Refractory Ceramic Fibre Survey And Lab Testing

Towards the end of 1998 certain types of man-made mineral fibres (MMMFs) will be classified as carcinogens. This OC and ID give information and guidance on hazards and precautions in the use of refractory ceramic fibre, one widely used type of MMMF.

Refractory ceramic fibre (RCF) comprises a group of several types of man-made vitreous (silicate) fibres, used as insulation material in high temperature applications particularly in the following industries, listed in decreasing order of usage:

  • ceramics;
  • secondary metal treatment (including foundries);
  • petrochemical industry;
  • steel and non-ferrous metals (primary treatment);
  • chemical processing (general); and
  • automotive industry.

On 10 November 1997, a European Technical Progress Committee decided that the evidence was sufficient to warrant RCF being classified as a category 2 carcinogen (ie a substance to be regarded as if it were carcinogenic to humans) and the risk phase R49 ('may cause cancer by inhalation') will apply. The Directive approved by this committee (Directive 97/69/EC of 5 December 1997) and now ratified by the European Commission will be implemented in the UK by an amendment to the Chemicals (Hazard Information and Packaging for Supply) Regulations 1994 (CHIP Regulations) as amended, coming into force no later than 16 December 1998. Further information is contained in OM 1997/123.

It has also been agreed that risk phrase R38 ('irritating to the skin') will apply to RCFs.

The classification as a category 2 carcinogen will apply to fibres of a certain size only (those less than 6mm length weighted geometric mean diameter). Most RCF products currently marketed in the UK will fall into this category. The main implication is that the Control of Substances Hazardous to Health Regulations 1994 (COSHH) Carcinogens ACOP (file 273) will apply to all work with RCF. Information notes explaining the position in more detail as far as the ceramics industry is concerned were produced by the Ceramics and Heavy Clay NIG and circulated widely in November/December 1997 (see SIM03/2003/52). The information they contain may also be relevant to other industries.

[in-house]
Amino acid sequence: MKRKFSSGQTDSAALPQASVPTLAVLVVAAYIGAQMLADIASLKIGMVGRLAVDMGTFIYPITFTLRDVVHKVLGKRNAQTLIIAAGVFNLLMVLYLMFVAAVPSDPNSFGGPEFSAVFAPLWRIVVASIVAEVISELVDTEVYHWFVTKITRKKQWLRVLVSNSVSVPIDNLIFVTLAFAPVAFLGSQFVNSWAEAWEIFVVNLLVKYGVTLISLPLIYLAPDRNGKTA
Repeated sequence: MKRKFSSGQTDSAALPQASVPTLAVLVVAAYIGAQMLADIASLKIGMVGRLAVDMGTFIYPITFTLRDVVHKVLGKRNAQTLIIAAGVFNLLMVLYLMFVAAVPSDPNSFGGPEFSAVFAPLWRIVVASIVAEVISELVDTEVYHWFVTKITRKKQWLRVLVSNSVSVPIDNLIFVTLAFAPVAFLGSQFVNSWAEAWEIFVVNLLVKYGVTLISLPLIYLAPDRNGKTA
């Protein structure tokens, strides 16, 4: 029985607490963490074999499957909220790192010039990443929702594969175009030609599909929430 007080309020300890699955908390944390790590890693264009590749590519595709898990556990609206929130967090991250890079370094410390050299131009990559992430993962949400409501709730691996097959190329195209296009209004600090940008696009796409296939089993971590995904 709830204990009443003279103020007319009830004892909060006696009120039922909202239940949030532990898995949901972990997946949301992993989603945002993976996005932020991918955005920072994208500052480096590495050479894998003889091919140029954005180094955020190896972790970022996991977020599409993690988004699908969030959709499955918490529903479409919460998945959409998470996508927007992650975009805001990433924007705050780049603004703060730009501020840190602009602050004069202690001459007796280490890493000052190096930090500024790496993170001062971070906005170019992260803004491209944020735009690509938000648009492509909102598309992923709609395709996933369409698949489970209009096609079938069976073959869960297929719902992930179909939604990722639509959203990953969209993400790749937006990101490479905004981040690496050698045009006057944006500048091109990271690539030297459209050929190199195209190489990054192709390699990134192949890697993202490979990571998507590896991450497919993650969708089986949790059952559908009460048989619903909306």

An additional problem for users is that after being exposed to high temperatures (greater than 1000oC) for prolonged periods as can happen in kilns and furnaces, it is known that RCF at the surface of the lining devitrifies to crystalline phases including cristobalite, a form of crystalline silica which can cause silicosis. Exposure to simulated 'after-service' fibres did not produce significant excess tumours in animal studies.

The new Directive also classifies certain types of mineral wool as category 3 carcinogens. Although mineral wools are used in the above industries they have much wider application, particularly for domestic loft insulation, and are therefore not covered in this OC.

As exposure to RCF must be reduced to the lowest level reasonably practicable, appropriate respiratory protective equipment (RPE) will need to be used when maintenance, wrecking, or any other job likely to result in significant levels of dust is being carried out (this will be the case despite the above precautions being taken). Respiratory protective equipment must either be CE marked or HSE approved. HSE approval of RPE ceased on 30 June 1995 but HSE approved equipment made before 1 July 1995 can continue to be used, as long as it is suitable and maintained to perform correctly. HSE guidance booklet HS(G)53 The selection, use and maintenance of respiratory protective equipment5 provides further guidance.

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